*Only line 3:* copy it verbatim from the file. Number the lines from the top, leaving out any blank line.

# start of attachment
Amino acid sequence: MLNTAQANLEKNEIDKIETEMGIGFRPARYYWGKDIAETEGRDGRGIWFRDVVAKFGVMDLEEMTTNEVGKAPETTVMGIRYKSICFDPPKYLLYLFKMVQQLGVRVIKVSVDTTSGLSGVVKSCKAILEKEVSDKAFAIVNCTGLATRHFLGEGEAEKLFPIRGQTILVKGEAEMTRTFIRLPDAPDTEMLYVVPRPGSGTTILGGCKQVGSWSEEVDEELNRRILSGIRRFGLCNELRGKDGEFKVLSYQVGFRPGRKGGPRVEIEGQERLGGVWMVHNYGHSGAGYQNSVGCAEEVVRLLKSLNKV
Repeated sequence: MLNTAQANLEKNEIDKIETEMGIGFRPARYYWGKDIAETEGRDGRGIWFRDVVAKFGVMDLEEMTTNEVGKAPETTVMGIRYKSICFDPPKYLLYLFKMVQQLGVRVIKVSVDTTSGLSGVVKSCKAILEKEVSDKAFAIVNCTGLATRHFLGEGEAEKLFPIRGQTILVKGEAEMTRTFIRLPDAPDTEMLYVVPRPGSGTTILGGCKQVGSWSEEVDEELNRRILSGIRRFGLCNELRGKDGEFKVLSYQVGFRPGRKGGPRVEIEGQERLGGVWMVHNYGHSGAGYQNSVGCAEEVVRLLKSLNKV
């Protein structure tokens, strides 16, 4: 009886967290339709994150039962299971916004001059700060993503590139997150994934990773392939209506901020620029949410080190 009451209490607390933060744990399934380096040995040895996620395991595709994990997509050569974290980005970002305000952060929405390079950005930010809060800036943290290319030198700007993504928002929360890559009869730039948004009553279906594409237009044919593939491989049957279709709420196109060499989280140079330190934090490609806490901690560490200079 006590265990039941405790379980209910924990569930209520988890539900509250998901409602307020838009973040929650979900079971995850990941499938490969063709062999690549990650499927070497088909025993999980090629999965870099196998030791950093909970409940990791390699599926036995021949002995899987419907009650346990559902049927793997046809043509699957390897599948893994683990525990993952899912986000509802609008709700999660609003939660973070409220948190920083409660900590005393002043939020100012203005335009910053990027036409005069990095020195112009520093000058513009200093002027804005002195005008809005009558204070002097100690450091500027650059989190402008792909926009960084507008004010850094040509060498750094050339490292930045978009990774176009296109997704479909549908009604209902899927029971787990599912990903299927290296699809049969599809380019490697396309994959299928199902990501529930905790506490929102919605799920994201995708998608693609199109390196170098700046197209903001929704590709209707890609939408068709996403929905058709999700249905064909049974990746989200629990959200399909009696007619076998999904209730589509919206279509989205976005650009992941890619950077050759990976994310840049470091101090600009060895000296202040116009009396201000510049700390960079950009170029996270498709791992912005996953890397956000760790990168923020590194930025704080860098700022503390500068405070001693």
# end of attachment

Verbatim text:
């Protein structure tokens, strides 16, 4: 009886967290339709994150039962299971916004001059700060993503590139997150994934990773392939209506901020620029949410080190 009451209490607390933060744990399934380096040995040895996620395991595709994990997509050569974290980005970002305000952060929405390079950005930010809060800036943290290319030198700007993504928002929360890559009869730039948004009553279906594409237009044919593939491989049957279709709420196109060499989280140079330190934090490609806490901690560490200079 006590265990039941405790379980209910924990569930209520988890539900509250998901409602307020838009973040929650979900079971995850990941499938490969063709062999690549990650499927070497088909025993999980090629999965870099196998030791950093909970409940990791390699599926036995021949002995899987419907009650346990559902049927793997046809043509699957390897599948893994683990525990993952899912986000509802609008709700999660609003939660973070409220948190920083409660900590005393002043939020100012203005335009910053990027036409005069990095020195112009520093000058513009200093002027804005002195005008809005009558204070002097100690450091500027650059989190402008792909926009960084507008004010850094040509060498750094050339490292930045978009990774176009296109997704479909549908009604209902899927029971787990599912990903299927290296699809049969599809380019490697396309994959299928199902990501529930905790506490929102919605799920994201995708998608693609199109390196170098700046197209903001929704590709209707890609939408068709996403929905058709999700249905064909049974990746989200629990959200399909009696007619076998999904209730589509919206279509989205976005650009992941890619950077050759990976994310840049470091101090600009060895000296202040116009009396201000510049700390960079950009170029996270498709791992912005996953890397956000760790990168923020590194930025704080860098700022503390500068405070001693």